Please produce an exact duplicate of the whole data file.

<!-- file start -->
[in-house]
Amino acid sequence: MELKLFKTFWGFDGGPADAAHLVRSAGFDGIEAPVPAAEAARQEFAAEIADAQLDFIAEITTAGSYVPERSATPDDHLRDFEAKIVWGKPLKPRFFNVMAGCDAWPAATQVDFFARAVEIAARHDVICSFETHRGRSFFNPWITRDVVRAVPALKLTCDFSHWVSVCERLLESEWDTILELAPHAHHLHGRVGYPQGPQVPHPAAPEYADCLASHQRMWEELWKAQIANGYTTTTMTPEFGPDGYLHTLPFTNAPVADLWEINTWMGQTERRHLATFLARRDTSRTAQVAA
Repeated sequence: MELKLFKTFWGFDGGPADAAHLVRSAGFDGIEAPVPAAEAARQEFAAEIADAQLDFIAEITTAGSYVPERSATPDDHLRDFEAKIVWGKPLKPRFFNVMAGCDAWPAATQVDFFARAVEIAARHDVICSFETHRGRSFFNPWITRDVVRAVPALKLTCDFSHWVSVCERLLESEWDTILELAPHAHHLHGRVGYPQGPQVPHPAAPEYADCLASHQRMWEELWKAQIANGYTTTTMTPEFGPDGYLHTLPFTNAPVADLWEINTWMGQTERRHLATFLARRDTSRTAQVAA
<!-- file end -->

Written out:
[in-house]
Amino acid sequence: MELKLFKTFWGFDGGPADAAHLVRSAGFDGIEAPVPAAEAARQEFAAEIADAQLDFIAEITTAGSYVPERSATPDDHLRDFEAKIVWGKPLKPRFFNVMAGCDAWPAATQVDFFARAVEIAARHDVICSFETHRGRSFFNPWITRDVVRAVPALKLTCDFSHWVSVCERLLESEWDTILELAPHAHHLHGRVGYPQGPQVPHPAAPEYADCLASHQRMWEELWKAQIANGYTTTTMTPEFGPDGYLHTLPFTNAPVADLWEINTWMGQTERRHLATFLARRDTSRTAQVAA
Repeated sequence: MELKLFKTFWGFDGGPADAAHLVRSAGFDGIEAPVPAAEAARQEFAAEIADAQLDFIAEITTAGSYVPERSATPDDHLRDFEAKIVWGKPLKPRFFNVMAGCDAWPAATQVDFFARAVEIAARHDVICSFETHRGRSFFNPWITRDVVRAVPALKLTCDFSHWVSVCERLLESEWDTILELAPHAHHLHGRVGYPQGPQVPHPAAPEYADCLASHQRMWEELWKAQIANGYTTTTMTPEFGPDGYLHTLPFTNAPVADLWEINTWMGQTERRHLATFLARRDTSRTAQVAA